ABSTRACT: Research from the past two decades positions relational trust as a key factor in school reform efforts. Trust between teachers and their principal (teacher-principal trust) and teachers and their colleagues (teacher-teacher trust) are particularly important. Leading Together (LT) is a new professional development and coaching model of the Center for Courage & Renewal designed to develop individual and collective capacity to build trust and enhance communication among adults in schools. In this article, we investigate the relation between successful implementation of LT and changes in trust in eight schools that participated in a pilot study of LT from 2012 to 2014. Results showed moderate increases in teacher-principal trust and teacher-teacher trust in schools implementing LT successfully. This article describes changes in trust and processes needed for the successful implementation of team-implemented programs, models, or approaches.

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Haecker

ePub

Bonnie M. Haecker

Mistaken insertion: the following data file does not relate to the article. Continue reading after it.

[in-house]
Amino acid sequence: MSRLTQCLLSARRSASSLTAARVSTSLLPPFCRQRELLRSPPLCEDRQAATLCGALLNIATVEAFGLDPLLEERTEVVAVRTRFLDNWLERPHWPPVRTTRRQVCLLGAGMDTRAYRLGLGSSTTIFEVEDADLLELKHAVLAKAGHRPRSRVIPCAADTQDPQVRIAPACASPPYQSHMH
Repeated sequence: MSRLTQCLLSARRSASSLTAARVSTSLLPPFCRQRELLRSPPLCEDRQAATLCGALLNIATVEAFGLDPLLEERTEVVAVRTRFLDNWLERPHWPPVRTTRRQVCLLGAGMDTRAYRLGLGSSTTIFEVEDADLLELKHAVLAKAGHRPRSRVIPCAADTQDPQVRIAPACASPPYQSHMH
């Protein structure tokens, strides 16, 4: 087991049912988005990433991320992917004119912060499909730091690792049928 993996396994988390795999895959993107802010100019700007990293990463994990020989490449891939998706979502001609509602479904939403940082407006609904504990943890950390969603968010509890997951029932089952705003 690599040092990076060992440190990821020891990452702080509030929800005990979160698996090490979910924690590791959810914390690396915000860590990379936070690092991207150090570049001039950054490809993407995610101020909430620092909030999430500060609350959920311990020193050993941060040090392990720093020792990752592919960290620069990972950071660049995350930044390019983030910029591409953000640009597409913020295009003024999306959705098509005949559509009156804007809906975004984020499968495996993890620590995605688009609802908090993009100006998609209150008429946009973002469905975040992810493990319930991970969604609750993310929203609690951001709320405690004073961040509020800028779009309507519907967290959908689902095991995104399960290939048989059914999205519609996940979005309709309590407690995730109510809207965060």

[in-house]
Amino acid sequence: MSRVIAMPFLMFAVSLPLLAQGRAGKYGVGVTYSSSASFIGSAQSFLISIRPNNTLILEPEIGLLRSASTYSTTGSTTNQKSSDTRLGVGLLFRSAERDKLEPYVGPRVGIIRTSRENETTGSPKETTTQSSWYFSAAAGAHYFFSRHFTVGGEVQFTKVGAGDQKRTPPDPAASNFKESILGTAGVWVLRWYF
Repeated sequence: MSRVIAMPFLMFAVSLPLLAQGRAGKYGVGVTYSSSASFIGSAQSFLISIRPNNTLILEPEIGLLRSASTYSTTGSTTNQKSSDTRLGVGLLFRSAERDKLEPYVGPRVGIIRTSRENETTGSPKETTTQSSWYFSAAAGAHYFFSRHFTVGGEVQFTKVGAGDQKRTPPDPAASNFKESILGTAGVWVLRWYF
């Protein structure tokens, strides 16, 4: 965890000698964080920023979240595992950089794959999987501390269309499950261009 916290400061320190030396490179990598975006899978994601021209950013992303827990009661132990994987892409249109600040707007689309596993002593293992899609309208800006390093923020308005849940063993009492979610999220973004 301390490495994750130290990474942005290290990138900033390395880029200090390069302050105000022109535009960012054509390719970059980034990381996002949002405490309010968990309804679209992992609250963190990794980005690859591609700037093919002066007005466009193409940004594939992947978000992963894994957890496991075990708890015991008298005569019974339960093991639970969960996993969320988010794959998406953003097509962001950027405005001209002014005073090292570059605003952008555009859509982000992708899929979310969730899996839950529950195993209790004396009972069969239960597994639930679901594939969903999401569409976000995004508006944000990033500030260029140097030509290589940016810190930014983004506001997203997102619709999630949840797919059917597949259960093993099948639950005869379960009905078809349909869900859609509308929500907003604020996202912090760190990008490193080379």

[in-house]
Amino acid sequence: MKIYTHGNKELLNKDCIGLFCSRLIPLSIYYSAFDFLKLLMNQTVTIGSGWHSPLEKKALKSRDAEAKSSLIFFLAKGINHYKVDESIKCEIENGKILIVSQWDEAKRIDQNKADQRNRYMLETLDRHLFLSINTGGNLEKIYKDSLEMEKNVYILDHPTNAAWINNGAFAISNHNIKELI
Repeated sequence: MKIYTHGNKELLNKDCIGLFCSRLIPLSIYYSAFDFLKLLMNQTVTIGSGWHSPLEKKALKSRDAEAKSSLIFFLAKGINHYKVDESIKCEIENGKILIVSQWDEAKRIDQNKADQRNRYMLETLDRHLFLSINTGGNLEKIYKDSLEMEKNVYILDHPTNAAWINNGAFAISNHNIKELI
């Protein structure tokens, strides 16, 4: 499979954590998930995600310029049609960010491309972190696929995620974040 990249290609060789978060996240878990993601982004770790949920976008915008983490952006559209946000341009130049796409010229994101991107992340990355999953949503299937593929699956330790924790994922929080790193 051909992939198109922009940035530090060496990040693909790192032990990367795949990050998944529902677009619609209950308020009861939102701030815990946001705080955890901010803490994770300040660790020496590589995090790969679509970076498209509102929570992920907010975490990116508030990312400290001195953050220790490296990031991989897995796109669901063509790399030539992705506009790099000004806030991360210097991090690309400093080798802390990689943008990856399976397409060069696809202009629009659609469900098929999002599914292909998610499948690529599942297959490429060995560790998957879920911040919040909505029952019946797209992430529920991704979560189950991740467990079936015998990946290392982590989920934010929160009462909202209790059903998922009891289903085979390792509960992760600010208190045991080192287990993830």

Forrest C. Lane

Linda R. Zientek

Evidence-Based Decision-Making

Influences on Central Office Administrators’ Decision-Making Practices

ABSTRACT: Research has explored the use of evidence-based practices within schools but less is known about evidence-based decision-making among school district central office administrators. This study explored how individual and school-level characteristics of administrators were related to the implementation of evidence-based practices. Findings suggested that administrators were more knowledgeable about evidence-based practices if they were working in districts with existing policies in place to address the use of research in decision-making. Administrators were less knowledgeable about evidence-based practices in small, rural districts.